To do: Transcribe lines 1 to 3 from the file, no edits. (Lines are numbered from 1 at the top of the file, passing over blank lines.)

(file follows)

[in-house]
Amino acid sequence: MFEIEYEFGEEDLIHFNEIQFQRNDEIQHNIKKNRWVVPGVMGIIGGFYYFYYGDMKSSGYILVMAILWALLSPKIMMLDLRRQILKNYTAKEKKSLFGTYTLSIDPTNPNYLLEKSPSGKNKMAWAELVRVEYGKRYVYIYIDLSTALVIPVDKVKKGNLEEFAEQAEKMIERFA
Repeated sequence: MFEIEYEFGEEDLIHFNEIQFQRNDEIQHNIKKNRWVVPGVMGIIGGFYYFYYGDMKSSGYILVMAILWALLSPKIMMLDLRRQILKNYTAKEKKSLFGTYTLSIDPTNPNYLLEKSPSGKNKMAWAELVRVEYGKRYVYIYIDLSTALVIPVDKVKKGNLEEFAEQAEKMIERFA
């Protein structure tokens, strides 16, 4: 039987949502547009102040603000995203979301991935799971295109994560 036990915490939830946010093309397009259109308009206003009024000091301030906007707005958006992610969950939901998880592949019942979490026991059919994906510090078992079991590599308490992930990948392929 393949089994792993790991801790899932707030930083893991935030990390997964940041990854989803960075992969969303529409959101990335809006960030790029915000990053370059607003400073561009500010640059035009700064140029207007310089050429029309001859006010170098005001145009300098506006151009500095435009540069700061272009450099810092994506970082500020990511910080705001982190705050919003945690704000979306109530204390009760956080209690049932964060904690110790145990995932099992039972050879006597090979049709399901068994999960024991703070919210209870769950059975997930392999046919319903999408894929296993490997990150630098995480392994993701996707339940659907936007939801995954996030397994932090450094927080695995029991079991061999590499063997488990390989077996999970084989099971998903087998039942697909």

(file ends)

[in-house]
Amino acid sequence: MFEIEYEFGEEDLIHFNEIQFQRNDEIQHNIKKNRWVVPGVMGIIGGFYYFYYGDMKSSGYILVMAILWALLSPKIMMLDLRRQILKNYTAKEKKSLFGTYTLSIDPTNPNYLLEKSPSGKNKMAWAELVRVEYGKRYVYIYIDLSTALVIPVDKVKKGNLEEFAEQAEKMIERFA
Repeated sequence: MFEIEYEFGEEDLIHFNEIQFQRNDEIQHNIKKNRWVVPGVMGIIGGFYYFYYGDMKSSGYILVMAILWALLSPKIMMLDLRRQILKNYTAKEKKSLFGTYTLSIDPTNPNYLLEKSPSGKNKMAWAELVRVEYGKRYVYIYIDLSTALVIPVDKVKKGNLEEFAEQAEKMIERFA